Feet, Feat, Fete: The Deceptive Allure of Spell-checking

By Barry Willis

Feet, feat, and fete: English is riddled with homophones, words that are pronounced alike but are spelled differently and have different meanings. In this case: your pedal extremities, an achievement, and a celebration—all concepts so wildly divergent that it would be difficult to mistake one for the other, unless you are relying on your word processor’s spell-check function to make sure you have used the right one. It was an amazing feat and It was an amazing fete are as different from each other as they can possibly be—but sound exactly alike when spoken.

English is not the only language with homophones. The French word tour has two distinct meanings—one, a meandering journey, as in Le Tour de France and the other, a tower, as in Le Tour d’Eiffel, the Eiffel Tower. The Russian word pol can mean variously half, floor, or sex, depending on context understood organically by native speakers. Because English is a blend of languages, it offers an enormous vocabulary and amazing opportunity for nuance, but these benefits bring many potential pitfalls that aren’t always identified by spell-checking programs.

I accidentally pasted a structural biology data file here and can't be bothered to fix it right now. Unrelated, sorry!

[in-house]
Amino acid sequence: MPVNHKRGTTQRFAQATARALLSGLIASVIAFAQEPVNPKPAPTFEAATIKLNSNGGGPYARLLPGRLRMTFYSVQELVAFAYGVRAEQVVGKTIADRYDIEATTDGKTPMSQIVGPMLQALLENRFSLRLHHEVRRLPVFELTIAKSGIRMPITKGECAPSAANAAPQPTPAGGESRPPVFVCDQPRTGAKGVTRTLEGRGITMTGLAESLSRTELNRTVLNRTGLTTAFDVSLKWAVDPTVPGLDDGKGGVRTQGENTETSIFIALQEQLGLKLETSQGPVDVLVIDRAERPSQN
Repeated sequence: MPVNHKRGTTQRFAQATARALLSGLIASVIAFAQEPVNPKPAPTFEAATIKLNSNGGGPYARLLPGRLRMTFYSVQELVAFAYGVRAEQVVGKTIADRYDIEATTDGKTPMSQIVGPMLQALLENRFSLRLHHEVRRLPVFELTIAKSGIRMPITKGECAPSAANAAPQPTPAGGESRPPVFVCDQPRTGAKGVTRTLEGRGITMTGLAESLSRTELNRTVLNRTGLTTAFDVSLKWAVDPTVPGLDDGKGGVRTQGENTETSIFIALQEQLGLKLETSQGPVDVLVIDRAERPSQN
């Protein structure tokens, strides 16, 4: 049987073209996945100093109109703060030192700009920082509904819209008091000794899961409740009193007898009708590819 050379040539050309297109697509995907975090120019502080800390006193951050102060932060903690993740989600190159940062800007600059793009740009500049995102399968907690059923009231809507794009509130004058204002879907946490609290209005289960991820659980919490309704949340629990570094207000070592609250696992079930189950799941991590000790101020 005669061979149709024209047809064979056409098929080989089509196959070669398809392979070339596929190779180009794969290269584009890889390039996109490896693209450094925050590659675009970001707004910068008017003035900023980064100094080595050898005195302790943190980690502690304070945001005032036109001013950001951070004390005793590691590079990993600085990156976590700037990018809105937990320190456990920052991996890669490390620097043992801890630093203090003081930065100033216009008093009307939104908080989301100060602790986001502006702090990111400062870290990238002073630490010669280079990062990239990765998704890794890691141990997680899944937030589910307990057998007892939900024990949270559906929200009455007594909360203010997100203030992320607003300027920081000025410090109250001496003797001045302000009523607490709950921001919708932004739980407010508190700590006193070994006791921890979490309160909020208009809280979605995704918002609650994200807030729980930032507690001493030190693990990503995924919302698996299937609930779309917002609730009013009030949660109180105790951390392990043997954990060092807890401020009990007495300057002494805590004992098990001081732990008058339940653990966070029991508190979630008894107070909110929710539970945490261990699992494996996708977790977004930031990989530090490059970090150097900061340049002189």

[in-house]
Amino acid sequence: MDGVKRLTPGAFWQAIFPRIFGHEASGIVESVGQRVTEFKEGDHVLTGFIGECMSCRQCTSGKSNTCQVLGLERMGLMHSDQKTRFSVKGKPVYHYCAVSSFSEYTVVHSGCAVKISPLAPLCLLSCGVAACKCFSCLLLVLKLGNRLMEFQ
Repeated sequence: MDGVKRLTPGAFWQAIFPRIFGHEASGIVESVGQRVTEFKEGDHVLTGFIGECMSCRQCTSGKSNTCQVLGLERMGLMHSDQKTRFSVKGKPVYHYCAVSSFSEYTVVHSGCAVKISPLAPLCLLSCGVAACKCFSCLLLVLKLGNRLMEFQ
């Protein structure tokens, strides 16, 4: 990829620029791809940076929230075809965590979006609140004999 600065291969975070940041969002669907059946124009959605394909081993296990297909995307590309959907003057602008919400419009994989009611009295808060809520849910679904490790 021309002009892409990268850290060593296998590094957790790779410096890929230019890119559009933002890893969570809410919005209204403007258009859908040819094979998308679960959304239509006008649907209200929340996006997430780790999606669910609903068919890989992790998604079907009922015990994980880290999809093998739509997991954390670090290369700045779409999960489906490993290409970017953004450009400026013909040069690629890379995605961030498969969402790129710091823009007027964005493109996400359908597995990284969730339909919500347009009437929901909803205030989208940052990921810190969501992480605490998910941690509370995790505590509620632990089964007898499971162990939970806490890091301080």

In spoken language, we gather meaning by context. Spell-checkers have some primitive contextual capabilities but are no substitute for astute human copy editors. Blind-faith reliance on spell-checkers can yield comical results, especially when combined with voice-recognition writing programs. This headline actually scrolled across the screen during a CNN news broadcast: “HSS Launching Testing Sites in COVID-19 Hots Pots,” and this one appeared in a July 2020 Marin Independent Journal story about the importance of fire prevention efforts: “Hire fire danger in coming months.” Human editors were asleep at the wheel in both cases.

Spell checkers can miss transposed letters in closely-related words: post and pots may not be flagged as wrong, even if they are. Be sure that you want tip instead of top—The tip of the iceberg and the top of the iceberg aren’t interchangeable. And be sure that the homophone you select is the proper one: right, rite, write, and wright may all pass unnoticed by your spell checker, even though the misuse of any will leap out at an editor. Machines have made the writer’s life easier in many ways, but there’s still no substitute for a keen eye and an alert mind.


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